By Jonathan Valania
Add Comment Add Comment | Comments: 0 | Posted May. 29, 2002

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Do you use a sledgehammer to smash a gnat? That's what Philadelphia Federation of Teachers representative Stephen Dylinski is accusing the media of doing in its coverage of a Girls High social studies teacher who started a fire in the classroom earlier this month. The incident in question occurred on May 8 when 31-year-old rookie teacher Diane Montelius snatched a copy of the Philadelphia Metro from the hands of a student--after repeated threats that she would light it on fire if the student did not put it away--and set it ablaze in a trash can. The incident ended with the Fire Department showing up and Montelius facing arson charges. The story made headlines, and the Daily News splashed it on the front cover with the sarcastic header "Teacher of the Year." The DN reported that even though the flames did not set off the fire alarms, it did cause $250 in smoke damage. The DN story quoted Capt. Armand Gershbach of the Fire Marshal's Office, saying, "There was potential risk for an extension of the fire from the waste can ... This could have easily gotten out of control." The article also pointed out that several cardboard boxes were situated above the trash can, which was itself located in front of a radiator. "I was in the classroom with the fire marshall, and all I saw was a few ashes," says Dylinski, a math teacher at Girls High as well as the PFT Building Rep. "I asked the students if they felt at any time that the fire could spread, and they responded with a robust 'No'. There is no question that this teacher made a lapse in judgement, but the media made it seem like the worst thing that happened since September 11. All we are saying is let the punishment fit the crime." In an open letter sent around to the media and signed by the teachers at Girls High, Dylinski summed up the incident as a "poor decision" by "a frustrated young teacher." The letter decries "a rush to judgement" concluding that "a young teacher who was working against the odds has been made a scapegoat for a system in chaos."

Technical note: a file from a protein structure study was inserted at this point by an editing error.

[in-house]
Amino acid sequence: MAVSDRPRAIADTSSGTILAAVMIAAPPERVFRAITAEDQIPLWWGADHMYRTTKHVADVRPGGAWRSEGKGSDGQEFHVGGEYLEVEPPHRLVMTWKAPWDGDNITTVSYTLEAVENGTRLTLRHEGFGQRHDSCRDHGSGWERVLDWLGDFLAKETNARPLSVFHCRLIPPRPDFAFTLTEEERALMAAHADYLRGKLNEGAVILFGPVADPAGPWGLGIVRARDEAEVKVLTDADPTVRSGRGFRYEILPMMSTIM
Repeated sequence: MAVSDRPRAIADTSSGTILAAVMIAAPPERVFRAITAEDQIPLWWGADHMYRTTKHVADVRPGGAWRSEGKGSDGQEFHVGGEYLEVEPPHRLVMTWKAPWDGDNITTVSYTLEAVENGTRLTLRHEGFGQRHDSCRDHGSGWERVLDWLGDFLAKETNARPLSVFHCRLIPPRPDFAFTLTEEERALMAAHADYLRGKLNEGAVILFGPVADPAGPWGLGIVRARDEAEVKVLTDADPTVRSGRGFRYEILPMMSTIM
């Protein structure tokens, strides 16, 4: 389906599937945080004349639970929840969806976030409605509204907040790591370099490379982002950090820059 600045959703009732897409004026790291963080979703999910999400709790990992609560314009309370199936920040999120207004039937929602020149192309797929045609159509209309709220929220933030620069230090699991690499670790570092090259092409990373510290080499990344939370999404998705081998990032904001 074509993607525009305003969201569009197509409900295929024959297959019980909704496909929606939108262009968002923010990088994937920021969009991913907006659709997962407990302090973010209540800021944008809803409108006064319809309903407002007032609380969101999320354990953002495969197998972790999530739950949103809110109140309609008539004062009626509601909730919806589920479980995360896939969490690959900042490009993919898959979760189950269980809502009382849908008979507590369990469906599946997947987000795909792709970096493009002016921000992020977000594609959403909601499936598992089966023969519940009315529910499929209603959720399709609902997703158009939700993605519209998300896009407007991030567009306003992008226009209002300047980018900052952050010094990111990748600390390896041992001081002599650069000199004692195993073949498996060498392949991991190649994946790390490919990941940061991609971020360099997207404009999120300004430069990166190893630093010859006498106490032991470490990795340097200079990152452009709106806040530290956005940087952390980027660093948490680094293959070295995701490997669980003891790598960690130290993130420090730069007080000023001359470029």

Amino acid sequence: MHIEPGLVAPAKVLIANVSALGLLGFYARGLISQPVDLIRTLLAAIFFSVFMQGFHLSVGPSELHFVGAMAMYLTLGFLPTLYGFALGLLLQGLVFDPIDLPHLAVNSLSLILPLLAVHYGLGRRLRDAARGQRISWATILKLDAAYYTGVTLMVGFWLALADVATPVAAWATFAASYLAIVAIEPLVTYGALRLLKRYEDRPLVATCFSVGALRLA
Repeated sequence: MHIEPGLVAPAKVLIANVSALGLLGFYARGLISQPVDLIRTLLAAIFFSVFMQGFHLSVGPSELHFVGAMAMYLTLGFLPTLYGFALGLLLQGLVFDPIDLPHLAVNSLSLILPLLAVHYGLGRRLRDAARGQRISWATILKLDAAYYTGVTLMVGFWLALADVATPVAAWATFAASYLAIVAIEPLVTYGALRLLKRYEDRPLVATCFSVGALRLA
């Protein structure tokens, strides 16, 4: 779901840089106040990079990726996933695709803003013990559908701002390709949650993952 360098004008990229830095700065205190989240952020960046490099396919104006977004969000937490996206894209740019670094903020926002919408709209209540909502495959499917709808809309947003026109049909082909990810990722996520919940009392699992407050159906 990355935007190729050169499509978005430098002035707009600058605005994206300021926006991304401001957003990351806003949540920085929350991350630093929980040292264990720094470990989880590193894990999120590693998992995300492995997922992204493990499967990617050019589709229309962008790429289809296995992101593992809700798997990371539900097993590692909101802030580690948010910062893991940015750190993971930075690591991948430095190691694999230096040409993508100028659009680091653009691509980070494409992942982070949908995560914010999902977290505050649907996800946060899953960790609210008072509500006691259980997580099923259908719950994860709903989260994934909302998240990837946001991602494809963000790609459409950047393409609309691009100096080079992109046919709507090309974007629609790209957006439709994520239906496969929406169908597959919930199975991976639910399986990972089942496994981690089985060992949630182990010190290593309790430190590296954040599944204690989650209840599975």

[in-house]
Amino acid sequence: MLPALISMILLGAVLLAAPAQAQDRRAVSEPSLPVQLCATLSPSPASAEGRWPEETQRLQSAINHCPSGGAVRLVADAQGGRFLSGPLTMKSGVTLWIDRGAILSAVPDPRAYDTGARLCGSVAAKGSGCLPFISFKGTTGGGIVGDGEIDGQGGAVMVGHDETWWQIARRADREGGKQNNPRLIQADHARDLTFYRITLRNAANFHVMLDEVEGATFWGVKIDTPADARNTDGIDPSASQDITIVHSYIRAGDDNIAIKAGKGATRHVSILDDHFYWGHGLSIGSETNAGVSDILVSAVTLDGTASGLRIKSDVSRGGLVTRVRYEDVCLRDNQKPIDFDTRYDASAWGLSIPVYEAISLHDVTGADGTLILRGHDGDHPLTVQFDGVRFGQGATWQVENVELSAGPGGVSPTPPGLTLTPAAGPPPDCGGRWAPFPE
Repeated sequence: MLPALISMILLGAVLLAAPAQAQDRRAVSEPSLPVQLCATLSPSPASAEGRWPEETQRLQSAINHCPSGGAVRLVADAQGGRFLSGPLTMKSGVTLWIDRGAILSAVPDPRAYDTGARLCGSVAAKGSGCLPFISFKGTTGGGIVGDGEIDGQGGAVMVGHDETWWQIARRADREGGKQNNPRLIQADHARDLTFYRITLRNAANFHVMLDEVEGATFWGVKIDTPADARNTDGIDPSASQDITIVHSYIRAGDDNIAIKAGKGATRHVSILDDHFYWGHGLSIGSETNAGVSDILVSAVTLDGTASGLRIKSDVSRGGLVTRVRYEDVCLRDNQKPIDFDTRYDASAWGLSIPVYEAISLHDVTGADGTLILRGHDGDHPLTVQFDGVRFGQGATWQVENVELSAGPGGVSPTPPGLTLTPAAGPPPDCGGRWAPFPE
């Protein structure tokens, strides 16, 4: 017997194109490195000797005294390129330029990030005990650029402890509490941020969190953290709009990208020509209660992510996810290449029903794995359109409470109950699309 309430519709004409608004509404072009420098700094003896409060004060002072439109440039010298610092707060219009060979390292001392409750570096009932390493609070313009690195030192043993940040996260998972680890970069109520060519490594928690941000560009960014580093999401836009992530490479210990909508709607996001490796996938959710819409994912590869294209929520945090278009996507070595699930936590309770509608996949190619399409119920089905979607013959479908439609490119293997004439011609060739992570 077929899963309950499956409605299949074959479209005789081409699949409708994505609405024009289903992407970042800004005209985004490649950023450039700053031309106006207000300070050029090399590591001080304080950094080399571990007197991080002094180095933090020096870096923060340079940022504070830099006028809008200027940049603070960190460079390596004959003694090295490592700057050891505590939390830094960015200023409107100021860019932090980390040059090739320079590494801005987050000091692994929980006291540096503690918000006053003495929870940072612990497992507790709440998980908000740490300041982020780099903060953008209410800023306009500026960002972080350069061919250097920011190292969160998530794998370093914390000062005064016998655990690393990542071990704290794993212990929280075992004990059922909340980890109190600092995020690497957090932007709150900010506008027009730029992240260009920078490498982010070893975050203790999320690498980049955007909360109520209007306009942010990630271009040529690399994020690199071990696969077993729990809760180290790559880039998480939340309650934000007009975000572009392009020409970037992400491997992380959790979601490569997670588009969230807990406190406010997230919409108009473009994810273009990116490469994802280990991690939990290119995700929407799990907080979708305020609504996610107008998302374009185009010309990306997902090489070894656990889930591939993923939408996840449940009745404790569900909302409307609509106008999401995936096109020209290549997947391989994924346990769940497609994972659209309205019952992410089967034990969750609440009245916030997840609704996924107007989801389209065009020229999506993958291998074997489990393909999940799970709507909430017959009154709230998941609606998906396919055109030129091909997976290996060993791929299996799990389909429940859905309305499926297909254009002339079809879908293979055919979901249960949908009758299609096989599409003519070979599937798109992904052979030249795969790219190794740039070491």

Last week Philadelphia magazine was named the best city magazine in America by the City and Regional Magazine Association. In addition to the Gold Award for General Excellence for publications with a circulation in excess of 60,000, the CRMA named Philadelphia magazine's Associate Art Director John Goryl Designer of the Year and Executive Editor Benjamin Wallace Writer of the Year. Additionally, Gold Awards were doled out to Jim Quinn for food writing and Managing Editor Sarah Jordan for her series on "How to Buy Art." "It's always nice when somebody objective looks at your work and says yours is the best," says Philadelphia magazine editor Loren Feldman.

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